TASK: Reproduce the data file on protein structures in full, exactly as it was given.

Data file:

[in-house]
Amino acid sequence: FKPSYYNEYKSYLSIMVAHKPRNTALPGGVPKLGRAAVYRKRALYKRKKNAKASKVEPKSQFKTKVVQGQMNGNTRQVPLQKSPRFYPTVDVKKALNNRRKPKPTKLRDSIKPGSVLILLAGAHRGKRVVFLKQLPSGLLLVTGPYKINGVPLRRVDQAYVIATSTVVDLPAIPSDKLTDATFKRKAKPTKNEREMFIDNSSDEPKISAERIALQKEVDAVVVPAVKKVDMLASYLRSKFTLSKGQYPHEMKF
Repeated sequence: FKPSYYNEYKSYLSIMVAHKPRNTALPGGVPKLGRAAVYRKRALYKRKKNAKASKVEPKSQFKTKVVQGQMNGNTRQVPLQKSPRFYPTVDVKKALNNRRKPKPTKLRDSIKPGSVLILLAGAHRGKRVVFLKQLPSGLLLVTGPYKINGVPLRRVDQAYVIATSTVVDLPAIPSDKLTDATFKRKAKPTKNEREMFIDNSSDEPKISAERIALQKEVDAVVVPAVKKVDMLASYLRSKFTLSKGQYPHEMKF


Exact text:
[in-house]
Amino acid sequence: FKPSYYNEYKSYLSIMVAHKPRNTALPGGVPKLGRAAVYRKRALYKRKKNAKASKVEPKSQFKTKVVQGQMNGNTRQVPLQKSPRFYPTVDVKKALNNRRKPKPTKLRDSIKPGSVLILLAGAHRGKRVVFLKQLPSGLLLVTGPYKINGVPLRRVDQAYVIATSTVVDLPAIPSDKLTDATFKRKAKPTKNEREMFIDNSSDEPKISAERIALQKEVDAVVVPAVKKVDMLASYLRSKFTLSKGQYPHEMKF
Repeated sequence: FKPSYYNEYKSYLSIMVAHKPRNTALPGGVPKLGRAAVYRKRALYKRKKNAKASKVEPKSQFKTKVVQGQMNGNTRQVPLQKSPRFYPTVDVKKALNNRRKPKPTKLRDSIKPGSVLILLAGAHRGKRVVFLKQLPSGLLLVTGPYKINGVPLRRVDQAYVIATSTVVDLPAIPSDKLTDATFKRKAKPTKNEREMFIDNSSDEPKISAERIALQKEVDAVVVPAVKKVDMLASYLRSKFTLSKGQYPHEMKF